The execution of a 25-year-old man who has been sentenced to death after an unfair trial lacking basic safeguards would be both cruel and an aberration of justice, said Amnesty International today following an announcement that he will be hanged at Raja’i Shahr Prison in Karaj, near Tehran at dawn tomorrow.
Alireza Shahi was sentenced to death in June 2012 under the Islamic legal principle of qesas (retribution-in-kind) for involvement in a fatal stabbing which took place during a fight among several young men in December 2008 when he was 18 years old. After his arrest he was placed in detention for two weeks where he says he was tortured and otherwise ill-treated to confess. He was also denied access to both a lawyer and his family.
“It is always cruel and inhumane to take away an individual’s life by hanging but the cruelty is compounded when the execution follows an unfair trial which has relied on coerced confessions, and ignored allegations of torture and other ill-treatment,” said Said Boumedouha, Deputy Director of Amnesty International’s Middle East and North Africa Programme.
Alireza Shahi had only one hearing, before Branch 71 of the Criminal Court in Tehran. According to court documents, during primary investigations which were conducted without a lawyer present, Alireza Shahi admitted to stabbing the victim. However, he later retracted his confession alleging that he had been tortured and accused another man who was also involved in the fight of inflicting the fatal stab wound. His death sentence was upheld by the Supreme Court in May 2013.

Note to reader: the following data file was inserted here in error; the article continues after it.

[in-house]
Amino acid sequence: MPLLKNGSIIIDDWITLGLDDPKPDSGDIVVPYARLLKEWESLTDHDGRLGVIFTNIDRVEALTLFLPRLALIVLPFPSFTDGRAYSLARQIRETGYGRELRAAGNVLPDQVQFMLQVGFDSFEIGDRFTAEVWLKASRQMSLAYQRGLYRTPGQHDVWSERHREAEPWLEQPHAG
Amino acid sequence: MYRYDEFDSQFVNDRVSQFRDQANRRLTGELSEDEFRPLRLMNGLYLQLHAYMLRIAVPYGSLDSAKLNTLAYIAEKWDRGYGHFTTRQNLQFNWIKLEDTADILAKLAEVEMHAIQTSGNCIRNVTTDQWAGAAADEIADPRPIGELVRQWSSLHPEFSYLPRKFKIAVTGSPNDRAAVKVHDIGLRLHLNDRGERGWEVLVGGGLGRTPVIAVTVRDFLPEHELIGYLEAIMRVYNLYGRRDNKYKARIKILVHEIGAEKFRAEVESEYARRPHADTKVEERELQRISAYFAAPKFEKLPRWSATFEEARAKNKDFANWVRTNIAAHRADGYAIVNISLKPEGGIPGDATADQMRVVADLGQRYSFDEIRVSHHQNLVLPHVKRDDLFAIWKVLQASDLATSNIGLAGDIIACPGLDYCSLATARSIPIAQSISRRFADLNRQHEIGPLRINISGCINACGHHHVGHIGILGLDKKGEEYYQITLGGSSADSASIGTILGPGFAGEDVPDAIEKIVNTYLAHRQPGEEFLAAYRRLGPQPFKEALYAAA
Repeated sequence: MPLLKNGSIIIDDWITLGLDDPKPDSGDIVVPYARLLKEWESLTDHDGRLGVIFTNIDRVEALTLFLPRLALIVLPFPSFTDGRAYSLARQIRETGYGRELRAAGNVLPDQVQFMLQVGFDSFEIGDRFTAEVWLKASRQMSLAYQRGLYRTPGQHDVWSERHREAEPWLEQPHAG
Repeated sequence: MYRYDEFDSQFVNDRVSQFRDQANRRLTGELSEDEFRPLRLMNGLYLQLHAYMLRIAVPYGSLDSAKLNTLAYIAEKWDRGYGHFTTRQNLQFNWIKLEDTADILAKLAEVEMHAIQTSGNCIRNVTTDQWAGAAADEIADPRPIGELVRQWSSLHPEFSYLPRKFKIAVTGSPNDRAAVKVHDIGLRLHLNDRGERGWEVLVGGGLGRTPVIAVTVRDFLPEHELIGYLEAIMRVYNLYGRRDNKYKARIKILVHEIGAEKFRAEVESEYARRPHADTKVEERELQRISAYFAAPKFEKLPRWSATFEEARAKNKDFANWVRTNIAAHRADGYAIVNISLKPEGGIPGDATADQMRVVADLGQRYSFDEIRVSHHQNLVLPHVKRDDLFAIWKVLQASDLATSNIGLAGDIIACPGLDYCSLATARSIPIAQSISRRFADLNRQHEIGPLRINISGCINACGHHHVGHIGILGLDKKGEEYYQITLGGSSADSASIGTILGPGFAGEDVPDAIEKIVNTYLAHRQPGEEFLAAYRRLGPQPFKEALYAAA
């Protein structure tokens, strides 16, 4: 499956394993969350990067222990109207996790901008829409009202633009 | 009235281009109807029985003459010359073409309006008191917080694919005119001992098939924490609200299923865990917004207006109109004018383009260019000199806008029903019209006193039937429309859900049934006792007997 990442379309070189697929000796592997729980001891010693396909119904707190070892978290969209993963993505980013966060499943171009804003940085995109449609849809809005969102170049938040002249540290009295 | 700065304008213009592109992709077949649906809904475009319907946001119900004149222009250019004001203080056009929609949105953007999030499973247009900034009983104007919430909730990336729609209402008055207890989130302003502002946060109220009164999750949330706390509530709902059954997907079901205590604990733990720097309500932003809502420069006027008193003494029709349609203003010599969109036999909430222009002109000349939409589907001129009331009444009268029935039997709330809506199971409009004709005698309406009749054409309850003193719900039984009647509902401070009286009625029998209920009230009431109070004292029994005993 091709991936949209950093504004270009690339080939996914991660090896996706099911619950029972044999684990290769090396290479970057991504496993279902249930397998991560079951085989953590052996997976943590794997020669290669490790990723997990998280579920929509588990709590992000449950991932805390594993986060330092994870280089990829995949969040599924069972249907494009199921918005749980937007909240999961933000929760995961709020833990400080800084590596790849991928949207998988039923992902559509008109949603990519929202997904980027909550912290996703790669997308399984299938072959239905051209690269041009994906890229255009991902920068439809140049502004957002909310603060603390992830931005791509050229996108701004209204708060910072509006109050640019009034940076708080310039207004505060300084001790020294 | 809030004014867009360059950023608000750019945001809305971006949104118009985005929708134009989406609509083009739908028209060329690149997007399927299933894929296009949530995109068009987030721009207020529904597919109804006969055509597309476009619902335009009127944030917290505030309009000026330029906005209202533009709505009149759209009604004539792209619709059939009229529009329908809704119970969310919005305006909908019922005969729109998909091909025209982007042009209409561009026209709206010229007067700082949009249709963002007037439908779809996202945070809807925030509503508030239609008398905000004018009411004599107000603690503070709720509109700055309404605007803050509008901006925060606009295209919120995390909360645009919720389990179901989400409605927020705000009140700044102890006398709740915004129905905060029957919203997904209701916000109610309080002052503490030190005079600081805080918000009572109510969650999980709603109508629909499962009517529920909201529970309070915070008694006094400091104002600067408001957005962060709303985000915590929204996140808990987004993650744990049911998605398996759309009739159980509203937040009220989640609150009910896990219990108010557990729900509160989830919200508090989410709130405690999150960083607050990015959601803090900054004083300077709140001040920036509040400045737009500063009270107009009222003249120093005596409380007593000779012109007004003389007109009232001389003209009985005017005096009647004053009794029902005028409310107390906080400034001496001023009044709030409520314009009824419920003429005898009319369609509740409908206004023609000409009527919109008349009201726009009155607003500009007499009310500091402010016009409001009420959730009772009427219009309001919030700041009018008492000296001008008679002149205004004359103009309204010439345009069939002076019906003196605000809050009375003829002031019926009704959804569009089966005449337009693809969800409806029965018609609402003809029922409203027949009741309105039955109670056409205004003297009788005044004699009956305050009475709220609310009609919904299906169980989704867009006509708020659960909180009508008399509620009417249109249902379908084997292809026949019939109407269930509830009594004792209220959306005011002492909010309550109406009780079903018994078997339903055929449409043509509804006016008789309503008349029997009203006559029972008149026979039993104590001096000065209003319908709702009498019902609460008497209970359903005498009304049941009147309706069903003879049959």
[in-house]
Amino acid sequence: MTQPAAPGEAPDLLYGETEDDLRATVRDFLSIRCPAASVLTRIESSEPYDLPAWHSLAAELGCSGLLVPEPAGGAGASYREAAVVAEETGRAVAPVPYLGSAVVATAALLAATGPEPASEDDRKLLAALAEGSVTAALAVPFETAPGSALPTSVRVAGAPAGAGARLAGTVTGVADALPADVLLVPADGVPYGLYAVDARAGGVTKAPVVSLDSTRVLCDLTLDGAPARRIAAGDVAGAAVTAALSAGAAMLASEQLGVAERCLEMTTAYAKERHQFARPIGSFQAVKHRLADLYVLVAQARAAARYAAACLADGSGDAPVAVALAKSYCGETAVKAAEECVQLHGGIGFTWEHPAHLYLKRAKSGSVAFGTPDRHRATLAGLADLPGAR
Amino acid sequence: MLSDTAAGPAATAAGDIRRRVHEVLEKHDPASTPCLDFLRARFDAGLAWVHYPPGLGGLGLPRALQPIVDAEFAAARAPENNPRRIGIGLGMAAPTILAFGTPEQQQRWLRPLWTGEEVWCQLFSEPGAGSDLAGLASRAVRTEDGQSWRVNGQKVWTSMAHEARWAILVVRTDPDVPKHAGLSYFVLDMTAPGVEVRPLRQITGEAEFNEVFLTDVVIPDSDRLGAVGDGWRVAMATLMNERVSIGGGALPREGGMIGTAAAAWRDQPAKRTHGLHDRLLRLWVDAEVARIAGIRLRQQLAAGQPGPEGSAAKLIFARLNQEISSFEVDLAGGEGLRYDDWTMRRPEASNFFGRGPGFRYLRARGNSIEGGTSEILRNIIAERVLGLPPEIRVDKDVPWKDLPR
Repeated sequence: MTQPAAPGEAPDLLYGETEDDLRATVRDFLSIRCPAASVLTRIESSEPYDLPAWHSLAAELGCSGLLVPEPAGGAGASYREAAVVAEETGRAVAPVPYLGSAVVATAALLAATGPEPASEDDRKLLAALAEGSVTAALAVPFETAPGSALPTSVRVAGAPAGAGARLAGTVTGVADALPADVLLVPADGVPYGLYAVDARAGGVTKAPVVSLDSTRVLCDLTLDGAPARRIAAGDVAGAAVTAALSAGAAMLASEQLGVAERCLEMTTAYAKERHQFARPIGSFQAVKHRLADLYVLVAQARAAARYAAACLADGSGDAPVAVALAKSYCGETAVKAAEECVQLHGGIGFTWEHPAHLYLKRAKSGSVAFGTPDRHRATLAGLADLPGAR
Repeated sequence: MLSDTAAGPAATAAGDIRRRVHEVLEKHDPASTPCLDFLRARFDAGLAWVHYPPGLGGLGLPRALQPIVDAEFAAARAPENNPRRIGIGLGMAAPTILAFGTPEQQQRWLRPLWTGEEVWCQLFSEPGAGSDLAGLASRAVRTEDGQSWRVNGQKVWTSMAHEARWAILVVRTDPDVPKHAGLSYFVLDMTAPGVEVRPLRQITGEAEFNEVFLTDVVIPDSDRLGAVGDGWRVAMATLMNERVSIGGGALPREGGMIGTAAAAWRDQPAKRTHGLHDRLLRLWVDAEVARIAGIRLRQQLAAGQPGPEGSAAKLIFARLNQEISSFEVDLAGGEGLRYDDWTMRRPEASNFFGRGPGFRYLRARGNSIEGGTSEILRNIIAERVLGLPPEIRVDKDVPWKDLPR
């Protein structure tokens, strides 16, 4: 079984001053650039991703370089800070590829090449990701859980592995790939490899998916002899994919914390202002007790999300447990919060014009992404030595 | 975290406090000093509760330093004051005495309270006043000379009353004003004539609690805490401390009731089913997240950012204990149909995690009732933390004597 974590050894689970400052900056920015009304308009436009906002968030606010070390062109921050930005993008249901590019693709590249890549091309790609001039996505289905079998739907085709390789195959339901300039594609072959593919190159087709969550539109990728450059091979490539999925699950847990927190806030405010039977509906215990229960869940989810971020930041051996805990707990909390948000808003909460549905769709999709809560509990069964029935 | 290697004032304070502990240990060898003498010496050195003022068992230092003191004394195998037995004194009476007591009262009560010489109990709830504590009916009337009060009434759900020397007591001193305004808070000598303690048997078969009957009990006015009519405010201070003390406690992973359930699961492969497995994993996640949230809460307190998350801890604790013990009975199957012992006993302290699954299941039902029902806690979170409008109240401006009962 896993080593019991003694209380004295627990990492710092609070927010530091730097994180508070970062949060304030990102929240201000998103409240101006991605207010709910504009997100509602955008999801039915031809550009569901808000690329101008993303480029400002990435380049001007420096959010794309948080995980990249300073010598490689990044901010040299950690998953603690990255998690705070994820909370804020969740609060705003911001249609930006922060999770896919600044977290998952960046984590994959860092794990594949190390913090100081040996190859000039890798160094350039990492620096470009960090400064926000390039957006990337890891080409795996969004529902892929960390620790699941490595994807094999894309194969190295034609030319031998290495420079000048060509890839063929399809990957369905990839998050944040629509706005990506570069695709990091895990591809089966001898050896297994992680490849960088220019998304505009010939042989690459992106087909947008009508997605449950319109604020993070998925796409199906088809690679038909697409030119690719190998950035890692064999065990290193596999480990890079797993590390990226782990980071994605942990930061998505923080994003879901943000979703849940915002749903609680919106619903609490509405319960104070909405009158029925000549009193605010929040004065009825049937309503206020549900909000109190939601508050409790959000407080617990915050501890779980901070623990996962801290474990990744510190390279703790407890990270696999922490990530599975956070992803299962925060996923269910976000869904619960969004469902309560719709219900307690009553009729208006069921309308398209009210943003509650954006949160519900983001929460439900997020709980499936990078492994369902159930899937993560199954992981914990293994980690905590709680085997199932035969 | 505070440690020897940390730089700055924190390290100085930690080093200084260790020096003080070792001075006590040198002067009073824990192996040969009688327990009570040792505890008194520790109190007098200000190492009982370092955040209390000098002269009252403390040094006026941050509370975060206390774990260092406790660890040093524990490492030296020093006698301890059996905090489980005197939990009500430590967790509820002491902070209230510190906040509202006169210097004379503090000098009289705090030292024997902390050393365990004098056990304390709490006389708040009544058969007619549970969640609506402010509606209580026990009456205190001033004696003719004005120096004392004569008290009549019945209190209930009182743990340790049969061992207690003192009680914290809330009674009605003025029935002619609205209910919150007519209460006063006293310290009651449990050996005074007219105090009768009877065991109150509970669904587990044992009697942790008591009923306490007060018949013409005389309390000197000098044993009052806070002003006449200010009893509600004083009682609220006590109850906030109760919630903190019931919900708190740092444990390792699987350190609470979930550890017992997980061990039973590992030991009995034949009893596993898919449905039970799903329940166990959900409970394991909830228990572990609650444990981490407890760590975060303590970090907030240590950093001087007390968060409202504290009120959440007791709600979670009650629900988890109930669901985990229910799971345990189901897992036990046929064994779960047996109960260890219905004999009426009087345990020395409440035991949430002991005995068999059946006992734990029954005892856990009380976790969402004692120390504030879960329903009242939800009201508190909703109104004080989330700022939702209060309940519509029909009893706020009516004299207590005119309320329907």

“The rate of executions in Iran is deplorable which, if they continue at the current rate, could reach more than 1,000 this year. In case after case we hear allegations of torture, fundamentally flawed trials, all in breach of international law and standards. The Iranian authorities must immediately stop the execution of Alireza Shahi, commute his death sentence and investigate the allegations that he was tortured or otherwise ill-treated.”
Amnesty International is also calling on the authorities to stop the hanging of a juvenile offender, Salar Shadizadi, which is feared to have been scheduled for Saturday 28 November. He has been sentenced to death for killing a friend when he was 15 years old, in breach of international law’s prohibition on the use of the death penalty against people who were under 18 years old at the time of the crime.
Iran is the second most prolific executioner in the world after China, according to Amnesty International’s latest global death penalty report.